Brokerage firms warned the requirement to report the separation of firm and clients’ accounts on a monthly basis would create artificial patterns of movement in the stock markets, that might conflict with the natural pattern of supply and demand.
Waleed Al Khateeb, financial analyst at Daman Securities, said brokerage firms had a month-long period in which to offer high credit to their clients, but must liquidate the margin two days before the end of the month, creating unwanted movements in share prices.
“This regulation will have a limited impact on big brokerage firms and brokerage arms of banks because they have large cash assets and they can offer credit and margin for their clients,” he said. “Small and new brokerage firms with limited stake in the market, will be affected. They will offer credit for their clients throughout the month, but they will have to liquidate the margin before submitting the report and this will create pressure on stocks.
“The regulation is a positive move by Esca to control artificial liquidity in the stock markets, but we need to implement the rules on a weekly basis to avoid the expected unwanted price movements.”Al Khateeb said the markets faced a period of downturn due to uncertainty and caution among investors.
“There is a wide misunderstanding among brokerage firms on the methodology of implementation of the regulation. This is why they reduced credit for clients last week, but this will be a short-term measure until the implementation is clarified.”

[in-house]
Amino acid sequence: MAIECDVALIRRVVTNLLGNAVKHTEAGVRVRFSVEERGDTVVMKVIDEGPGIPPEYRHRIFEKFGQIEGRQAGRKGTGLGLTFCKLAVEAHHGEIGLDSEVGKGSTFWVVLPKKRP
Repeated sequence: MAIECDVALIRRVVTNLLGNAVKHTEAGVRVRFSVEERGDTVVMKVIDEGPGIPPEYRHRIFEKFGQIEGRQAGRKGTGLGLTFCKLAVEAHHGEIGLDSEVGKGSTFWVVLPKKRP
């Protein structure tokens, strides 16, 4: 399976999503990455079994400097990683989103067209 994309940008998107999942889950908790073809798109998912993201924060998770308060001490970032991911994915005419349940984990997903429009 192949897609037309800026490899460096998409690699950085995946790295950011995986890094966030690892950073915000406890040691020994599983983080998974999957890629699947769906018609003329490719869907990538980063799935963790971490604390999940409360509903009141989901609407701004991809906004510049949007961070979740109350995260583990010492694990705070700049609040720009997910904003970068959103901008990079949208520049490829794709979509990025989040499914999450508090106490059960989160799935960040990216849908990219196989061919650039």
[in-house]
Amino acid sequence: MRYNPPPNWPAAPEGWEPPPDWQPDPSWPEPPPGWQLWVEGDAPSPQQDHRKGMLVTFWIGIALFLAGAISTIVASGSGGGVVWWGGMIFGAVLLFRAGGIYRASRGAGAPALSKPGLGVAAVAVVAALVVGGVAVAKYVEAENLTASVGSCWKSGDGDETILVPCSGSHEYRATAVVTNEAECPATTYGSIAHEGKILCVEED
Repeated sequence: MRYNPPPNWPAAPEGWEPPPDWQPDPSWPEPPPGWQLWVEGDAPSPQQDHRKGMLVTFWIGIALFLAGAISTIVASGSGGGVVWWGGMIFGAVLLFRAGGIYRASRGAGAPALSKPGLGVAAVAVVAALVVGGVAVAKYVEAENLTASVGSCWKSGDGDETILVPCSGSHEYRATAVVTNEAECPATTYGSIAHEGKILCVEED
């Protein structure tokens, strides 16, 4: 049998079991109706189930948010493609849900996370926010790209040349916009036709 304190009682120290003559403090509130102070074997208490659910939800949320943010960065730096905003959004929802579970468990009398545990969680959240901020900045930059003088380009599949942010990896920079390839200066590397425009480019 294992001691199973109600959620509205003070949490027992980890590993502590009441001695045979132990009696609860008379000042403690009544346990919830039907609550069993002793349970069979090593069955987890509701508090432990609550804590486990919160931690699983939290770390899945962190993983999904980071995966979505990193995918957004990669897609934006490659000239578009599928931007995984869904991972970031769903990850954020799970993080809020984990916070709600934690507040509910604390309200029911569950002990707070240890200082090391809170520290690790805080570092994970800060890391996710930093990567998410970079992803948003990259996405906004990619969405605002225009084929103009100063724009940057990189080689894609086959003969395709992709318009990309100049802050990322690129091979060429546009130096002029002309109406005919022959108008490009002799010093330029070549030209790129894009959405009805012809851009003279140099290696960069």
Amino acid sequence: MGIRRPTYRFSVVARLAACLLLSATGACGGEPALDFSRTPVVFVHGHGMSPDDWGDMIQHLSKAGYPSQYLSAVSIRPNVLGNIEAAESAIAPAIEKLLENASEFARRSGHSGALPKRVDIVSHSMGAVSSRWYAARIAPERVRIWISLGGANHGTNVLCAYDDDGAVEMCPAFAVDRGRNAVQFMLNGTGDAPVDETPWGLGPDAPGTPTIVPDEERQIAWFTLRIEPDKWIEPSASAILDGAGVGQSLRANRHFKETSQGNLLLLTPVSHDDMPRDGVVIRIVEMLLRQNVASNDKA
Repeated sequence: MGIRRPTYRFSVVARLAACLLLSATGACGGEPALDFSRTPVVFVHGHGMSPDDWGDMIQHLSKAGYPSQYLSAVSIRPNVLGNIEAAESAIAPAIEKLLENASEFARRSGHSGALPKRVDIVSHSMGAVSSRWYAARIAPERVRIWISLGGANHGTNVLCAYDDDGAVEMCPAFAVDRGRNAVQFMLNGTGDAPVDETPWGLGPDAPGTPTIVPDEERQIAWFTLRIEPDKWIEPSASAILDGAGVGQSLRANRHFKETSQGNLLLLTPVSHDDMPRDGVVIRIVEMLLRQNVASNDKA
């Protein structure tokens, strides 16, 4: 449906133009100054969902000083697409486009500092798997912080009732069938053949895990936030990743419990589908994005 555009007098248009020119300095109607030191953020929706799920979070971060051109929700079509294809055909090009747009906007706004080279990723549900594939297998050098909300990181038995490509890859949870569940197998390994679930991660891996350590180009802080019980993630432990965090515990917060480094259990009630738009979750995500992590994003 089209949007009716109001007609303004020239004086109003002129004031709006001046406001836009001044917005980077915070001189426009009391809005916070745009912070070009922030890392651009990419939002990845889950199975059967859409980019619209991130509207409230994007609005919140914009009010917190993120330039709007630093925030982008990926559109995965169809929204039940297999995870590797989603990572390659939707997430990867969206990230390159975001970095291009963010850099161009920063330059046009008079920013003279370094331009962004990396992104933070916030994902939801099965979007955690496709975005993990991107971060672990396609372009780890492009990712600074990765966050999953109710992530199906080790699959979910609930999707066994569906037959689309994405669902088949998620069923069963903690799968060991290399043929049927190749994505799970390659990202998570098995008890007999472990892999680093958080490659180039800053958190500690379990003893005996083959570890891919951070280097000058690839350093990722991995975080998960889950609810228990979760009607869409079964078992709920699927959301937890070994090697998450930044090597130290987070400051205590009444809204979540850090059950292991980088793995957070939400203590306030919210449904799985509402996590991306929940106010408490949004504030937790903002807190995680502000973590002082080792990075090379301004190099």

Another financial analyst, who asked not to be named, said brokerage firms were using pool accounts for all their clients.“This is totally unethical because they were using the cash of one client to finance margin trading of another client without his permission.”
He added top brokerage firms and banks would have no problem with the new regulation because they have high credit and cash accounts and could finance their clients. “The duration for implementing the rule is an essential part because Esca asked for monthly reports, while the markets’ conditions require weekly report on clients’ accounts to avoid any artificial patterns in stocks.
“Sometimes the markets need to go up, while pressure on small firms by the end of each month will lead them to sell stocks to cover the positions of their clients.”He said large brokerage firms would use this pattern to hit small firms and buy stocks at lower prices before the end of each month and then push prices higher after submitting account separation reports.
“The market fluctuation last week was the result of expectations that Esca may postpone the implementation of R66, but it sent clear instructions to all firms that the deadline for submitting reports on account separation is tomorrow.”